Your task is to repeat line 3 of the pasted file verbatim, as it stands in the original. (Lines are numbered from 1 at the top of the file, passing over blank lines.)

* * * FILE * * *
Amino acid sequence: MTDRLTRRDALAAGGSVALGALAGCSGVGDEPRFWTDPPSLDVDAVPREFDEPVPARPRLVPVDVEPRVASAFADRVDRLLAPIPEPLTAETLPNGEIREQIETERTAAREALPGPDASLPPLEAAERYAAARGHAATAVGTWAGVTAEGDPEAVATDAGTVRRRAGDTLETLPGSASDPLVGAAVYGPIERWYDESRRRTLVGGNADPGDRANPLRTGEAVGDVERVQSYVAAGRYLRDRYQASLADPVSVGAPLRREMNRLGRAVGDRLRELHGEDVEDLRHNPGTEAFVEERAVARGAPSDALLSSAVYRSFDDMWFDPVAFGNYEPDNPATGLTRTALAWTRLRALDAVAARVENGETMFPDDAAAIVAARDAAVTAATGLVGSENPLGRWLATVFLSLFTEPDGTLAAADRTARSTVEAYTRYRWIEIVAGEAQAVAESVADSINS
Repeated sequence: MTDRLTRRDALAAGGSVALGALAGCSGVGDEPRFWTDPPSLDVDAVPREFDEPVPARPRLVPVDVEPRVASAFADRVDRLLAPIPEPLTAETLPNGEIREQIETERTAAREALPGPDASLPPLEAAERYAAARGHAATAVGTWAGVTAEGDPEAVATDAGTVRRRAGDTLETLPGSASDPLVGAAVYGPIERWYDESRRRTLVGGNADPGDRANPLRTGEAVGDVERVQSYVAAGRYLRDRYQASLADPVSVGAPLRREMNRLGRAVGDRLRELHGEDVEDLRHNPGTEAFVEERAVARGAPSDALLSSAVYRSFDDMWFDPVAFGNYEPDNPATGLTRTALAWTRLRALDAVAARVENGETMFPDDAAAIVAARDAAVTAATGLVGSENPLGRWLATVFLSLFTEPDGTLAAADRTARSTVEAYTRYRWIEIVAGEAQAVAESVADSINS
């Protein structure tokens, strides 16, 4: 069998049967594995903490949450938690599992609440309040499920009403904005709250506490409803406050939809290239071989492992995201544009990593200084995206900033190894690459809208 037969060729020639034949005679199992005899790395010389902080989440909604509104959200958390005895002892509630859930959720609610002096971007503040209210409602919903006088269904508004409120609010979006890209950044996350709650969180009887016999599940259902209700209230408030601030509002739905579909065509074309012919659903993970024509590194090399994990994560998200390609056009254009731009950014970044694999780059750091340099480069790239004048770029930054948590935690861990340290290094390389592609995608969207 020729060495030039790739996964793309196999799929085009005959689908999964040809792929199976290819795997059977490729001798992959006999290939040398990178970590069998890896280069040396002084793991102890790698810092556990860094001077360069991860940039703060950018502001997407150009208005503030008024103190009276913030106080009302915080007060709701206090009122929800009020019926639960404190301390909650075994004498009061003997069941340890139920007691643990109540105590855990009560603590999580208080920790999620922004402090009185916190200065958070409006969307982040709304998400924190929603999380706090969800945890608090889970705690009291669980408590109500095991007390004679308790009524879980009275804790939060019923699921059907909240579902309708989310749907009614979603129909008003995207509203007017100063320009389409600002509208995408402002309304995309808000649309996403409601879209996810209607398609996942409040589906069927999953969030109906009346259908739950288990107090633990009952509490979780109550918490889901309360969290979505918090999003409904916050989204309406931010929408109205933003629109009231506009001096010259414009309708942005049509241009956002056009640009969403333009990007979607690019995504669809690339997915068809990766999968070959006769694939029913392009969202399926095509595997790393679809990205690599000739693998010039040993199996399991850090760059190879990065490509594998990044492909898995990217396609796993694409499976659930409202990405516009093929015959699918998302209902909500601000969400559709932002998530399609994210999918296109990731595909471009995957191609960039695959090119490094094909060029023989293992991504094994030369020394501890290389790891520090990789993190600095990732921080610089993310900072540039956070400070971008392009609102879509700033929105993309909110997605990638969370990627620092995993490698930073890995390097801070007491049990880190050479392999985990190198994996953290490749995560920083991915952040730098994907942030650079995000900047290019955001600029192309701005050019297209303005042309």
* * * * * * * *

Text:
């Protein structure tokens, strides 16, 4: 069998049967594995903490949450938690599992609440309040499920009403904005709250506490409803406050939809290239071989492992995201544009990593200084995206900033190894690459809208 037969060729020639034949005679199992005899790395010389902080989440909604509104959200958390005895002892509630859930959720609610002096971007503040209210409602919903006088269904508004409120609010979006890209950044996350709650969180009887016999599940259902209700209230408030601030509002739905579909065509074309012919659903993970024509590194090399994990994560998200390609056009254009731009950014970044694999780059750091340099480069790239004048770029930054948590935690861990340290290094390389592609995608969207 020729060495030039790739996964793309196999799929085009005959689908999964040809792929199976290819795997059977490729001798992959006999290939040398990178970590069998890896280069040396002084793991102890790698810092556990860094001077360069991860940039703060950018502001997407150009208005503030008024103190009276913030106080009302915080007060709701206090009122929800009020019926639960404190301390909650075994004498009061003997069941340890139920007691643990109540105590855990009560603590999580208080920790999620922004402090009185916190200065958070409006969307982040709304998400924190929603999380706090969800945890608090889970705690009291669980408590109500095991007390004679308790009524879980009275804790939060019923699921059907909240579902309708989310749907009614979603129909008003995207509203007017100063320009389409600002509208995408402002309304995309808000649309996403409601879209996810209607398609996942409040589906069927999953969030109906009346259908739950288990107090633990009952509490979780109550918490889901309360969290979505918090999003409904916050989204309406931010929408109205933003629109009231506009001096010259414009309708942005049509241009956002056009640009969403333009990007979607690019995504669809690339997915068809990766999968070959006769694939029913392009969202399926095509595997790393679809990205690599000739693998010039040993199996399991850090760059190879990065490509594998990044492909898995990217396609796993694409499976659930409202990405516009093929015959699918998302209902909500601000969400559709932002998530399609994210999918296109990731595909471009995957191609960039695959090119490094094909060029023989293992991504094994030369020394501890290389790891520090990789993190600095990732921080610089993310900072540039956070400070971008392009609102879509700033929105993309909110997605990638969370990627620092995993490698930073890995390097801070007491049990880190050479392999985990190198994996953290490749995560920083991915952040730098994907942030650079995000900047290019955001600029192309701005050019297209303005042309």